Due to a lack of regional market demand, producers in the Marcellus Shale may be forced to curtain natural gas production until a viable solution to dispose of excess ethane is determined.
When natural gas liquids (NGLs) are fractionated, each component of natural gas including ethane, propane and butane is extracted and isolated. As a result of the Marcellus Shale, production in the Northeast is booming. But with essentially no market for ethane in that region and no shipping options available, producers are unsure about what to do with the surplus amount of ethane that is accumulating. With no way to dispose of the ethane, producers are faced with the unattractive prospect of shutting-in production.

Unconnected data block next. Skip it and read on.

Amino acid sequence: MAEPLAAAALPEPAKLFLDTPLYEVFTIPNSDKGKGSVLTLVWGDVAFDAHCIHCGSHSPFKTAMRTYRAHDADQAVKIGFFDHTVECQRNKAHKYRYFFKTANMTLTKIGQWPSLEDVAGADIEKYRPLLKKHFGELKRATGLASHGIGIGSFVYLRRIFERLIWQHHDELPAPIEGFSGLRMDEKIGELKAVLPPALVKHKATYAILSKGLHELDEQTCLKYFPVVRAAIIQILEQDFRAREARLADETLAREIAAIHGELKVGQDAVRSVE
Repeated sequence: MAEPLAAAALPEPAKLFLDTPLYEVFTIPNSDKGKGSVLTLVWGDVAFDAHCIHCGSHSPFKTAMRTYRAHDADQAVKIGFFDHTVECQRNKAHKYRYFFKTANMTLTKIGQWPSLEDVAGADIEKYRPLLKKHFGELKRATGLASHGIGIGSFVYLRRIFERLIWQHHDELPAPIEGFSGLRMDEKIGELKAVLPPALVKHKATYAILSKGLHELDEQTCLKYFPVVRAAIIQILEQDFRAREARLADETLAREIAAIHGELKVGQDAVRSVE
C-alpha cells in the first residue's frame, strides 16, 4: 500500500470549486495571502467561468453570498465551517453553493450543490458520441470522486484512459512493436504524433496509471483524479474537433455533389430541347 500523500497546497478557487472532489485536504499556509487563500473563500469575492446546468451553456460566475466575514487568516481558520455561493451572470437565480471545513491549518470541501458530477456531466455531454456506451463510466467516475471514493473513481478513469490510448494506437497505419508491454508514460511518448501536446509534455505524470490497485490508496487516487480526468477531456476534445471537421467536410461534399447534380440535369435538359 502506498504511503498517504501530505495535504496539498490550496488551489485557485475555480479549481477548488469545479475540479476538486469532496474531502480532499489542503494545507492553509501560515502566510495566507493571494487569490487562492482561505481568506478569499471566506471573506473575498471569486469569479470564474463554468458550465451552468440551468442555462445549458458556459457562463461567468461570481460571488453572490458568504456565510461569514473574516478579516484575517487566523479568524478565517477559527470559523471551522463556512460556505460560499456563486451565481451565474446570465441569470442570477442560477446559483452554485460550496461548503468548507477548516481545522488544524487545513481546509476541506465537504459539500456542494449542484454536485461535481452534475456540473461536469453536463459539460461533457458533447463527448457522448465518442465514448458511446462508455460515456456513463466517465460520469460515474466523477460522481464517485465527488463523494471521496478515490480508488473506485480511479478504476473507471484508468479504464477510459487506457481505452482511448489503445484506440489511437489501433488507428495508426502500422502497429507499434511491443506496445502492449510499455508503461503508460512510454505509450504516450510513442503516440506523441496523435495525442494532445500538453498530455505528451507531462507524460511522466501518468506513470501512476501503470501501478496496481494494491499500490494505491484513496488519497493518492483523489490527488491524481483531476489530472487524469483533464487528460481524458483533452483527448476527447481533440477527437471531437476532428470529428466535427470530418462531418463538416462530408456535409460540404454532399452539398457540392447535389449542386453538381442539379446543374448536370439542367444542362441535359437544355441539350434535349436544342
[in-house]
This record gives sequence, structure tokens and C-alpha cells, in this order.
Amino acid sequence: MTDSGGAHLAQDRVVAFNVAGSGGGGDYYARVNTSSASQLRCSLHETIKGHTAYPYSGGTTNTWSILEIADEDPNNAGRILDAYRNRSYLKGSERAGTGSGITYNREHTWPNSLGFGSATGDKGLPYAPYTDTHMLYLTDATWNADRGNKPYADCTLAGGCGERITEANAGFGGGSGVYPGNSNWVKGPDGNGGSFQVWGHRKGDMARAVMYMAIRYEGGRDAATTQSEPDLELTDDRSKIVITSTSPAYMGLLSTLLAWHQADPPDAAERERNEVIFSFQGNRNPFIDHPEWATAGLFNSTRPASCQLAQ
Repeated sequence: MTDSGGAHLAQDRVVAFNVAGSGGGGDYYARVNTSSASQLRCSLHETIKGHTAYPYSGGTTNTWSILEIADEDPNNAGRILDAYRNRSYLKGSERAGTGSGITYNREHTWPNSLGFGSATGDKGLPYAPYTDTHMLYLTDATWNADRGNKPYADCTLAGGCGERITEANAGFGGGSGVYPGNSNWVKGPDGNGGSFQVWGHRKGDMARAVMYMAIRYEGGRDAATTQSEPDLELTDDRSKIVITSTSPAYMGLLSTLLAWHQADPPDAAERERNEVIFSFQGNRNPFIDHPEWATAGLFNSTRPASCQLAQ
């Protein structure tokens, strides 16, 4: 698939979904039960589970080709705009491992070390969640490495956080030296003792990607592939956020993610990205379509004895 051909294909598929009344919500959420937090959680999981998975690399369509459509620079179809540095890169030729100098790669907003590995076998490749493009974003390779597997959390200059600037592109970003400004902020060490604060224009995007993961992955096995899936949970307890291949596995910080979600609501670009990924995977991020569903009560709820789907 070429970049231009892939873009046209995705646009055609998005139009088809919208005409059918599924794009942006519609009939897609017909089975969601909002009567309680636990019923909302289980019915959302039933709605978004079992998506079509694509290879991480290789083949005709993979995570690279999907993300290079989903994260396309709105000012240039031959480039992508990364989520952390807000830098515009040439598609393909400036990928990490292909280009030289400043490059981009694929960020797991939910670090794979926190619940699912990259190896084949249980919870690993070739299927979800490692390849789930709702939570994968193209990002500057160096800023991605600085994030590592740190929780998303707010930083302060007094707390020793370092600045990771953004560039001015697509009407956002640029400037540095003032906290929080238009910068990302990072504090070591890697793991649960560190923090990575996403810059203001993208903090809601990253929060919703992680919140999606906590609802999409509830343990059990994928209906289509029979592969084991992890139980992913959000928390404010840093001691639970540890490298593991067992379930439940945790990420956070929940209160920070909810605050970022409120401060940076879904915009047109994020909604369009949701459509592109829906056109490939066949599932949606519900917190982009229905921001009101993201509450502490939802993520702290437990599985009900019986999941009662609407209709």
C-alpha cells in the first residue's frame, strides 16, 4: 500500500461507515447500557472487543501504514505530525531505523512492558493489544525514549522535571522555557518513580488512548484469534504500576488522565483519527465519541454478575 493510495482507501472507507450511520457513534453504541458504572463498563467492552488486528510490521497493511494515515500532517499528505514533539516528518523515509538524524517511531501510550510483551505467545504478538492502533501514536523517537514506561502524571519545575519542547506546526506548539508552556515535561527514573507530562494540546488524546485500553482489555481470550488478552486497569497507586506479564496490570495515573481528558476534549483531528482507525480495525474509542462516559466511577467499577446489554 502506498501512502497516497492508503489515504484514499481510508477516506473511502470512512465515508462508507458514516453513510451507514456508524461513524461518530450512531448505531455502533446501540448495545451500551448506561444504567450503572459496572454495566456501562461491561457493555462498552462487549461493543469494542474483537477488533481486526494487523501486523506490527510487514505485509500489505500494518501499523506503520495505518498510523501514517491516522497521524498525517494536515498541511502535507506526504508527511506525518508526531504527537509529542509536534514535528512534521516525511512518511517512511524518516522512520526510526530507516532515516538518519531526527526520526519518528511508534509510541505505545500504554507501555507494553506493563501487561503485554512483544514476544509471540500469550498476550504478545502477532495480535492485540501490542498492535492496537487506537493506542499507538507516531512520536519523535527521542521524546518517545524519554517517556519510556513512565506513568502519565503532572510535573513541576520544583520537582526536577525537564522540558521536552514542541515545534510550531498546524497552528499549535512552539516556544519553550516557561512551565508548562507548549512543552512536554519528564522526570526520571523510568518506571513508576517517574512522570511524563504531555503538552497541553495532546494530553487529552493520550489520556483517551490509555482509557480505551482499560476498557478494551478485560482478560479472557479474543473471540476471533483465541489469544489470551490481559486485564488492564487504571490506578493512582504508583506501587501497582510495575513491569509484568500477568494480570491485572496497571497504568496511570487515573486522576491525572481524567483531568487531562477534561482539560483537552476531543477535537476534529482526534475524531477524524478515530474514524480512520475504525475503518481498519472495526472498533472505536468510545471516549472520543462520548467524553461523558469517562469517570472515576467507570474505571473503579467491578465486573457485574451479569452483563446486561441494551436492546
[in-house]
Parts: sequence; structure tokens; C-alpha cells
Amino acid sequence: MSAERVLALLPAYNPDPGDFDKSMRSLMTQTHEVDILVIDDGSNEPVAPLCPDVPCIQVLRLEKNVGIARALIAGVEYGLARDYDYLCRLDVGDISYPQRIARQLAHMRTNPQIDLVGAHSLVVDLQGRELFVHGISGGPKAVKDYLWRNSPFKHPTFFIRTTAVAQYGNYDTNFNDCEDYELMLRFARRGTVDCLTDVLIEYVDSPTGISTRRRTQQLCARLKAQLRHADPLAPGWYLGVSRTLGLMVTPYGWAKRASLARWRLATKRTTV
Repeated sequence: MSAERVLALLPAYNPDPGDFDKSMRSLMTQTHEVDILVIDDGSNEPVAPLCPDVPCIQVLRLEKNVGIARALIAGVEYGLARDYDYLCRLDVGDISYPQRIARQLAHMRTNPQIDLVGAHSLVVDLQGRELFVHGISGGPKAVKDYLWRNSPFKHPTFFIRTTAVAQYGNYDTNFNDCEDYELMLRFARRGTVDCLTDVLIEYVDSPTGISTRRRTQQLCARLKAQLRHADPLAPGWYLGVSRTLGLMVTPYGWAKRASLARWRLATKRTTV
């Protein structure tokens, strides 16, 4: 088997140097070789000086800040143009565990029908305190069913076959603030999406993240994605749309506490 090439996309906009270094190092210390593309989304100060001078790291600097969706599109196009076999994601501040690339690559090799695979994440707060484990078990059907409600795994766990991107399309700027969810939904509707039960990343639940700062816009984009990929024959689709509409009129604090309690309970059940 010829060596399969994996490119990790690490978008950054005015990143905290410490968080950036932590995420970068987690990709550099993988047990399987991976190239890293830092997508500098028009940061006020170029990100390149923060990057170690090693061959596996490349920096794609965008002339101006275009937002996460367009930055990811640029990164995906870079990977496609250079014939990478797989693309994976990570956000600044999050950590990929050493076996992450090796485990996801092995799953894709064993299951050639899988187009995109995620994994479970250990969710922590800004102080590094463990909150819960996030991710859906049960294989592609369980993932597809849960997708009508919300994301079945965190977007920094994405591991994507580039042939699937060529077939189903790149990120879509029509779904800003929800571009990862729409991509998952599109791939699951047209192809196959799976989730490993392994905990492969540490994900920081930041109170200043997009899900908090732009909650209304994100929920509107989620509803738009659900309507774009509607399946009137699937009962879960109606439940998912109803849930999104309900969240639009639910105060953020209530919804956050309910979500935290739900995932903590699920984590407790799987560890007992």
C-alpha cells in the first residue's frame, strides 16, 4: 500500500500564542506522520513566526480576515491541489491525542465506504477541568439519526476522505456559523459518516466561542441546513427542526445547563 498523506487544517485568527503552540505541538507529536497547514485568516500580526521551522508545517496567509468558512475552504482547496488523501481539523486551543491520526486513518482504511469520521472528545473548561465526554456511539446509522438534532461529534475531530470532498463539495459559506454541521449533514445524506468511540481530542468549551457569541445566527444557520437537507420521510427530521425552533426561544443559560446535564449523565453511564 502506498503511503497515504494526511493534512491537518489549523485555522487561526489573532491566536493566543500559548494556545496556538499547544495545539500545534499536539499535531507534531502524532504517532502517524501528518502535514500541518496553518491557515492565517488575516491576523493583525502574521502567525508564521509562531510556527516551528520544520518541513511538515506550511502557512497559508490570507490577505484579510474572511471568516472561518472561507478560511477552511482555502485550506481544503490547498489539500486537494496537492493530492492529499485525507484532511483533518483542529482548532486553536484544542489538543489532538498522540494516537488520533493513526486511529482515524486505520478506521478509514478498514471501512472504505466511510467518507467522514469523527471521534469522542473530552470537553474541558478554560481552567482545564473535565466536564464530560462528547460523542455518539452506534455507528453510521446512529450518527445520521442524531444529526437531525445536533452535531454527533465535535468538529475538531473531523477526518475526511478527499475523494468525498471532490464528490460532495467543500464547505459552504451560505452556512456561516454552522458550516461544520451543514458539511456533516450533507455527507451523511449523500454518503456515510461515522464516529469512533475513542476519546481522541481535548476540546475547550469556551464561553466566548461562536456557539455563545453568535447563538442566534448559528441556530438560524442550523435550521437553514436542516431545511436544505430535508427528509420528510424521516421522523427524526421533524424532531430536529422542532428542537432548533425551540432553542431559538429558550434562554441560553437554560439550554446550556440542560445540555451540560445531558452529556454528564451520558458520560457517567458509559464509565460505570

Several companies have proposed projects to address this problem, including a pipeline to the Gulf Coast to reach the majority of North America’s petrochemical manufacturing segment, waterborne shipment options to the Gulf Coast or building large scale blending operations in the Northeast.
A Home for Marcellus Ethane
assesses the magnitude of the ethane problem, examines each of the proposed projects and suggests a framework for assessing the viability of these options.